Stilling the Storm
Immanuel Lutheran, Chicago
“…The boat, battered by the waves, was far from the land, for the wind was against them.” (Matthew 14:24)
The Sea of Galilee is tiny compared to Lake Michigan, only seven miles across at its widest point. Yet it was absolutely vital as a source of fresh water and food in a dry land. It had provided work and stable livelihoods to sustain entire communities for centuries by the time Jesus came along. The Sea was also an important national border between people of different nationalities, races, and religions. Jews lived on the Eastern shore, others lived on the West. By going back and forth across the Sea, Jesus was crossing boundaries and stirring controversy. He was mixing politics, religion, and economics in new unsettling ways. The blowback from the gospel was starting to get ugly.
This scripture was addressed to a fledgling Christian community struggling to survive. They told and retold this story to rekindle their courage and bolster their faith while it seemed that chaos and disarray everywhere threatened to swamp them. This story gave them a sense of direction as they continued to struggle against the wind and the waves of resistance, rejection and outright persecution.
Modern Christians tend to miss the boat in reading this famous gospel as if it were a story about defying the law of gravity –Jesus and Peter walk on water. Christians of Jesus’ day understood it better. They held up this story to share its astonishing promise: Christ has power to still the storm—to cancel out the threat of chaos through the power of his cross.
The ugly violence this weekend in Charlottesville, Virginia was one of the bloodiest fights over the campaigns across the South to remove Confederate monuments. It reminds us what can happen whenever the undercurrents of long-standing division and hatred are confronted. It reminds us where we still must to go.
We have rowed all night Lord, but we are nowhere near the shore. These waves threaten to swamp us. We are tired. Our hope is waning. Matthew’s gospel says literally the boat was “being tortured or tormented” (basanizo) by the wind (v. 24). Then, as if to add insult to injury, as Jesus approached, the disciples think they see a ghost. It’s terror all around. The disciples seem to be afraid of their own shadow.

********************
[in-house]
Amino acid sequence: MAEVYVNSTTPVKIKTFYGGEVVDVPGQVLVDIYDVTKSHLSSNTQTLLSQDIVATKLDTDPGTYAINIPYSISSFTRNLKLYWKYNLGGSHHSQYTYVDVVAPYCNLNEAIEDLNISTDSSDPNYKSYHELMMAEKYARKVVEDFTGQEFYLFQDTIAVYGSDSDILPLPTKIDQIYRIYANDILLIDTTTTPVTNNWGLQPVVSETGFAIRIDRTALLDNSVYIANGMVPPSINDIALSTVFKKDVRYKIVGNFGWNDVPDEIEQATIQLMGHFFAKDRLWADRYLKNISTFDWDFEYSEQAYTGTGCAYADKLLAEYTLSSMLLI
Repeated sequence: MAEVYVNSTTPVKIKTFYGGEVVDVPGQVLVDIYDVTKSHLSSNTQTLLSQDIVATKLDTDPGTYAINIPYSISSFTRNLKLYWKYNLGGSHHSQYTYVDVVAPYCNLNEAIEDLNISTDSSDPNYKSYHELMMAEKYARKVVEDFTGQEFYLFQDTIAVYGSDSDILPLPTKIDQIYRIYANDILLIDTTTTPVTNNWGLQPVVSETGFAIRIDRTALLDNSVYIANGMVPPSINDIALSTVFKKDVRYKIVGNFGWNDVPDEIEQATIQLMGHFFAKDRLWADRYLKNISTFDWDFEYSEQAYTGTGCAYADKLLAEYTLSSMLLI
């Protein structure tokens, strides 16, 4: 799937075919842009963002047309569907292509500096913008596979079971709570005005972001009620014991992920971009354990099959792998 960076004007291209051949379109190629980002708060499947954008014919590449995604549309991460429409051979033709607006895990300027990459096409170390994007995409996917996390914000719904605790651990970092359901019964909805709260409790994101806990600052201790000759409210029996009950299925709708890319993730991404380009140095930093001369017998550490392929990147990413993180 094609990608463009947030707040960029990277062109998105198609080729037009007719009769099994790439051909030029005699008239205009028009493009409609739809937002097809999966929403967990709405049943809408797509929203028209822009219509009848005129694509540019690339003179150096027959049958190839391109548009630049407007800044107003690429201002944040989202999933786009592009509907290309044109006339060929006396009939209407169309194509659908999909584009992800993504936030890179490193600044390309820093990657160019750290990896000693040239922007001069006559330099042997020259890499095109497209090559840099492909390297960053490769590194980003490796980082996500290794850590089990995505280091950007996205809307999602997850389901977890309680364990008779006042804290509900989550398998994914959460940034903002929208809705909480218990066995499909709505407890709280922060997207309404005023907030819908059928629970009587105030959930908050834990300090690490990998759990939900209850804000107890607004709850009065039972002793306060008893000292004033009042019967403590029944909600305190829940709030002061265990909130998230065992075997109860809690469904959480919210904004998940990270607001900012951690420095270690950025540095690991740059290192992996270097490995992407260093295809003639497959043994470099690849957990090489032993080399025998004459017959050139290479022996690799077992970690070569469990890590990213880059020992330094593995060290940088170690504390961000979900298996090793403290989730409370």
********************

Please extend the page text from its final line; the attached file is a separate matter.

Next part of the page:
The strength of the church is not that we are heroes, but that we are a community. We find shelter where our burdens and fears may be shared, and thereby reduced. Our strength to face life’s storms is rekindled and our hope restored.
The church is called to traverse the boundary between strangers, to forge authentic bonds of peace and stability, to uncover our common connections, and to use our God-given gifts to calm the storm. Today’s gospel is about the nature of faith. Over the centuries this passage has fed the imagination of Christians about what it means to walk faithfully in fearful circumstances. It raises the question, “Can we believe that Jesus is with us always (our Immanuel?), even when all evidence suggests he is not?” (Matthew L. Skinner, Associate Professor of New Testament, Luther Seminary Huffington Post)
Perhaps our faith is never more tested than when we confront the storms that are a natural part of our own mortality—as when our lives, or those whom we love are lost or threatened.
Two weeks ago, I was in Yankton, South Dakota enjoying a warm sunny day with family at the beach having a picnic. At some point, my sons Sam and Joe set out on paddle boards. I watched move quickly and easily, gliding along the shore just beyond their sister, cousin, and uncle swimming in the lake.